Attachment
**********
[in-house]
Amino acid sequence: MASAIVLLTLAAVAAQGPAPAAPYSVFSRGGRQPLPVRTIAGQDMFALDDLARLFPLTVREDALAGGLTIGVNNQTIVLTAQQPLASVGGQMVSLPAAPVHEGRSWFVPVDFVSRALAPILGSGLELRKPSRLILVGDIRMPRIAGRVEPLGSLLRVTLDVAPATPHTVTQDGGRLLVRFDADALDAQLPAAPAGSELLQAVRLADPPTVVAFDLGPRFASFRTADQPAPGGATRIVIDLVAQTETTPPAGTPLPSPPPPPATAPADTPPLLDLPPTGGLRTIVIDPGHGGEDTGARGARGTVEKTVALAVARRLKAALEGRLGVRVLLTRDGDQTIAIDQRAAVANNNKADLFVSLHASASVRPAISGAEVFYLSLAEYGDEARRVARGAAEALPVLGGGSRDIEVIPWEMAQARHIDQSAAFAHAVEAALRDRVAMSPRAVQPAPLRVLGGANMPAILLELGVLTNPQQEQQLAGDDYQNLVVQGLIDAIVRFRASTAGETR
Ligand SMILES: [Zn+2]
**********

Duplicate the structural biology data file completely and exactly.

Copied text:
[in-house]
Amino acid sequence: MASAIVLLTLAAVAAQGPAPAAPYSVFSRGGRQPLPVRTIAGQDMFALDDLARLFPLTVREDALAGGLTIGVNNQTIVLTAQQPLASVGGQMVSLPAAPVHEGRSWFVPVDFVSRALAPILGSGLELRKPSRLILVGDIRMPRIAGRVEPLGSLLRVTLDVAPATPHTVTQDGGRLLVRFDADALDAQLPAAPAGSELLQAVRLADPPTVVAFDLGPRFASFRTADQPAPGGATRIVIDLVAQTETTPPAGTPLPSPPPPPATAPADTPPLLDLPPTGGLRTIVIDPGHGGEDTGARGARGTVEKTVALAVARRLKAALEGRLGVRVLLTRDGDQTIAIDQRAAVANNNKADLFVSLHASASVRPAISGAEVFYLSLAEYGDEARRVARGAAEALPVLGGGSRDIEVIPWEMAQARHIDQSAAFAHAVEAALRDRVAMSPRAVQPAPLRVLGGANMPAILLELGVLTNPQQEQQLAGDDYQNLVVQGLIDAIVRFRASTAGETR
Ligand SMILES: [Zn+2]